Advertisements

General Musing

blaze your trail

Archive for the ‘linguistics’ Category

Just Finished Reading: Moonwalking with Einstein #books

leave a comment »

I’ve had an interested in memory for as long as I can remember, so when I saw Joshua Foer on The Colbert Report I went straight to the store to get myself a copy of his book Moonwalking with Einstein. I read it over three days, and haven’t given it a chance to sink in yet.

Through out the book Foer briefly dips into techniques that he used to improve his recollection, although he calls it memory in the book. He starts with Simonides’ memory palace as his basis and continues by learning the Major System, below, and the PAO system – where every two-digit number from 00 to 99 is represented by a single image of a person performing an action on an object – which he uses for committing cards to memory three at a time.

Major System

Although the book is mostly about how Foer trained to become the US champion in one year – and it only touches on the underlying techniques used – it shows the power of not just the mind, it shows that perseverance can make the unlikely possible.

Monotony collapses time; novelty unfolds it. You can exercise daily and eat healthily and live a long life, while experiencing a short one. If you spend your life sitting in a cubicle and passing papers, one day is bound to blend unmemorably into the next—and disappear. That’s why it’s important to change routines regularly, and take vacations to exotic locales, and have as many new experiences as possible that can serve to anchor our memories. Creating new memories stretches out psychological time, and lengthens our perception of our lives.

Mind Map of Memory Techniques and sources in Moonwalking with Einstein

A great read.

Advertisements

Written by Daniël W. Crompton (webhat)

March 22, 2011 at 9:02 am

In Synch: Language Style Matching #security

with 3 comments

In Synch

I was forwarded the link to In Synch, a tool which will calculate the Language Style Matching for two pieces of text.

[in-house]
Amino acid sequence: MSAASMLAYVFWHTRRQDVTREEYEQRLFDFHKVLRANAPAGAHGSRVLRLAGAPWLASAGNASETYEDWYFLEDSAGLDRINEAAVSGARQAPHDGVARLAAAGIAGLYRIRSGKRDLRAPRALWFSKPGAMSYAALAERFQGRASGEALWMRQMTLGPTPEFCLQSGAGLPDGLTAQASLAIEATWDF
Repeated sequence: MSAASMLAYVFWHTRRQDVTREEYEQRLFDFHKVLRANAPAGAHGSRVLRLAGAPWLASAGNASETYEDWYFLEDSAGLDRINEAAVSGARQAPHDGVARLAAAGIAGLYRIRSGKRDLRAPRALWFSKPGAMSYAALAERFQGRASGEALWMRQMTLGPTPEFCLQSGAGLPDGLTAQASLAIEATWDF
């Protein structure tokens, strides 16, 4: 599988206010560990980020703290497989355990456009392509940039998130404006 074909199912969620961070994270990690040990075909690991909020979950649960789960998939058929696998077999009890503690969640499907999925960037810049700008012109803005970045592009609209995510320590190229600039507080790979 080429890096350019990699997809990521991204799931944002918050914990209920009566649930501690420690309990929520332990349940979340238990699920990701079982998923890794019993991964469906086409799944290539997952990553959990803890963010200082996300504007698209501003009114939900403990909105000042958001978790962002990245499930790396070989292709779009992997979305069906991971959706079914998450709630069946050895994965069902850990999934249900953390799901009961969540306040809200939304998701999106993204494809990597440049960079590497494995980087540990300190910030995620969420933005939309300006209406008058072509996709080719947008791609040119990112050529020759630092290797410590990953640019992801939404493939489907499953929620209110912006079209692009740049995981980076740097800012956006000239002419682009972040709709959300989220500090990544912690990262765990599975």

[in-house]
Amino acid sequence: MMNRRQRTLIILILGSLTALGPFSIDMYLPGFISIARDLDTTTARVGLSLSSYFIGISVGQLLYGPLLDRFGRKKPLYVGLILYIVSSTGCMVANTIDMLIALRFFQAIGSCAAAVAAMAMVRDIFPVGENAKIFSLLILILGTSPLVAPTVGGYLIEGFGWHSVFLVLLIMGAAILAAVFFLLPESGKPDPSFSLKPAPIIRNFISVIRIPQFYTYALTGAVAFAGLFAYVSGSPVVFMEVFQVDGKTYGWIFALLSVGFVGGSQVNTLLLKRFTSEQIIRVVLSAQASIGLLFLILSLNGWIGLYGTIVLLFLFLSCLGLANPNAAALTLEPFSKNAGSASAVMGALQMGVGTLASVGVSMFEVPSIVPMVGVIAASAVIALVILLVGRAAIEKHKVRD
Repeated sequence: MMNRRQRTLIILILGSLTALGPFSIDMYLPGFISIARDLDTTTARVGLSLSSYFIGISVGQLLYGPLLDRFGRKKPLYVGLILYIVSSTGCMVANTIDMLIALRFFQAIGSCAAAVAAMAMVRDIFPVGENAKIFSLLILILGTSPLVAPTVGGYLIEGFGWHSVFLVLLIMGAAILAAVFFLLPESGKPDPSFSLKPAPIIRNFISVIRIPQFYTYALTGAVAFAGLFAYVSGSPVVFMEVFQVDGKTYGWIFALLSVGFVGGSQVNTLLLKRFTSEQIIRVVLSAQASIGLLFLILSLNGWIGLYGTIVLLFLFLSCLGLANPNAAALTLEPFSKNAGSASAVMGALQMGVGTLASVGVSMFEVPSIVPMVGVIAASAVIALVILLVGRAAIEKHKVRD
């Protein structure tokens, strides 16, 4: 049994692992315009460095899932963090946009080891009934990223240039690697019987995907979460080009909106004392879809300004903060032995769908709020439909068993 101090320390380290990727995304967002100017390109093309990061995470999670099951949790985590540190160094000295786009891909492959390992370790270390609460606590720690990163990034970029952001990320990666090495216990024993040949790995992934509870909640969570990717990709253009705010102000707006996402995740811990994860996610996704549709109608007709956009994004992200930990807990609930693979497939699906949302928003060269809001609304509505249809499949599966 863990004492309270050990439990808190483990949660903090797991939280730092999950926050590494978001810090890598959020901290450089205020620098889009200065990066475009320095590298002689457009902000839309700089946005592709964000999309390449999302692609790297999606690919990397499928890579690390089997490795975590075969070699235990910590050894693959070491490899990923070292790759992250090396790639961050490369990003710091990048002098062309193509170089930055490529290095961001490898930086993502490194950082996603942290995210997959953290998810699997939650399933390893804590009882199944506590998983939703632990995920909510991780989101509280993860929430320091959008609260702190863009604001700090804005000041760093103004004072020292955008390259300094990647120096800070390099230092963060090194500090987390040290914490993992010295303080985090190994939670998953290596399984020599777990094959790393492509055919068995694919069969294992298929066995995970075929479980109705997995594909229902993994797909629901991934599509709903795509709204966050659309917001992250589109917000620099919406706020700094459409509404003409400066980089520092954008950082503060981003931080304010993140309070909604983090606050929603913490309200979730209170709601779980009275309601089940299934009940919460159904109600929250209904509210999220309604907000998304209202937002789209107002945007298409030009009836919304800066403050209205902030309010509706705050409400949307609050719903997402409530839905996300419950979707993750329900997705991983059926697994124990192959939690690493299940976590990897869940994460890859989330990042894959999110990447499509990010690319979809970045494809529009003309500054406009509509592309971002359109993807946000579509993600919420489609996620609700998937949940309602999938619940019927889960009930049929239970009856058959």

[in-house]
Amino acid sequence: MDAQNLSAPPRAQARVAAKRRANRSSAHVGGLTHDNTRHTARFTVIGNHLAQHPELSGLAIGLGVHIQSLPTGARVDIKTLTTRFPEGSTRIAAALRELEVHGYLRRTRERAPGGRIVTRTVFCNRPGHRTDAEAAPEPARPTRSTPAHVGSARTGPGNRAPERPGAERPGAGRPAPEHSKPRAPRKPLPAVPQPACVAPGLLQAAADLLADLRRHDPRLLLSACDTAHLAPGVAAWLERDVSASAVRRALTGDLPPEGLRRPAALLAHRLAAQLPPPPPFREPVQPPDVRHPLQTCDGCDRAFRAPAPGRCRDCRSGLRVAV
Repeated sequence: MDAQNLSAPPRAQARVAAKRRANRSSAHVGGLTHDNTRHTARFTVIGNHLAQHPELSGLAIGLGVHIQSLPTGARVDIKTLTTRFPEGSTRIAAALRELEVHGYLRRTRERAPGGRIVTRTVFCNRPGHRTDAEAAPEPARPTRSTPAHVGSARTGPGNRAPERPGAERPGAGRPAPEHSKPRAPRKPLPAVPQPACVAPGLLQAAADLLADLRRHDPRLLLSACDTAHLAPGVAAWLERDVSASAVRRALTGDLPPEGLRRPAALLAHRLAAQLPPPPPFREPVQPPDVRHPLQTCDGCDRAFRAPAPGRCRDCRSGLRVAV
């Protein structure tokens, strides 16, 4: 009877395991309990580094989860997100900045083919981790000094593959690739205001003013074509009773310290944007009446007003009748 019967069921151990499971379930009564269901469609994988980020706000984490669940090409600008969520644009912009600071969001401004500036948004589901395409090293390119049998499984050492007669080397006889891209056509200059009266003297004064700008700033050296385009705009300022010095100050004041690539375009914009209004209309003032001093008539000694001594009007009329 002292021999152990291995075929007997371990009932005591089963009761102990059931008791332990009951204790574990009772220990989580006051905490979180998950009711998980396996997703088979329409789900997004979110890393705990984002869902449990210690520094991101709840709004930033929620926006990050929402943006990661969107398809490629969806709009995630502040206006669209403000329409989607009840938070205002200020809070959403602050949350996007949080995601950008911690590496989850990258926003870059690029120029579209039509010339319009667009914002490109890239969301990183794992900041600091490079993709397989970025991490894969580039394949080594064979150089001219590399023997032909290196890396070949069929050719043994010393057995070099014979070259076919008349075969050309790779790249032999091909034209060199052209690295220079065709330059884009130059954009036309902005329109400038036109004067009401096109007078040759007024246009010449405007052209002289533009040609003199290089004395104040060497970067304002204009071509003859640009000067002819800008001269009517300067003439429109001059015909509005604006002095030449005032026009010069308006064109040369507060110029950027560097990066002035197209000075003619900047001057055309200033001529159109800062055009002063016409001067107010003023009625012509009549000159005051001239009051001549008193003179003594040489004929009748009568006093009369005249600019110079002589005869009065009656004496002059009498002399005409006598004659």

“[In Synch] determines the degree to which any two samples of language are similar in their language styles. It can be most helpful in analyzing two sides of the same conversation.”

All that is needed are two writing examples – instant messages, text chats, text messages, transcribed conversations or other writing samples – with a minimum of 50 words for each the language style can be analyzed and a score can be calculated. The scoring is from 0.50 – 1.00, so the closer you are to 1.00 the more in synch you are with the author.

Possible uses for this could be verification that a piece of written text is from an author. And in combination with text-to-speech and speech analysis this could lead to an additional factor which could be used in authentication.

Written by Daniël W. Crompton (webhat)

January 31, 2011 at 4:36 pm

Google Scribe – Ye Shall Know Them By Their Fruits #google

with 3 comments

I started playing with Google Scribe and wanted to see if patterns emerged so I just accepted the first suggestion by hitting enter. My starting word(s) in italics.

I often wondered if there was anything wrong with that picture of themselves and their families in their homes and their lives are nothing but another form of therapy for these patients is not known whether these are the only ones who can not afford to pay for their own users and groups to their Friends.. Have a great day for them too and they are nothing but another form of therapy for these patients is not known whether these are the only ones who can not afford to pay for their own users and groups to their Friends / Favorites list yet, so I’ma keep popping up in their own right and do not want to be related to their particular field or industry in which they are attached to their respective owners and are strictly for viewing and printing of these books are nothing but another form of therapy for these patients is not known whether these are the only ones who can not afford to pay for their own users and groups to their Friends / Favorites list yet, so I’ma keep popping up in their own right and do not want to be related to their particular field or industry… and they are nothing but another form of therapy for these patients […]”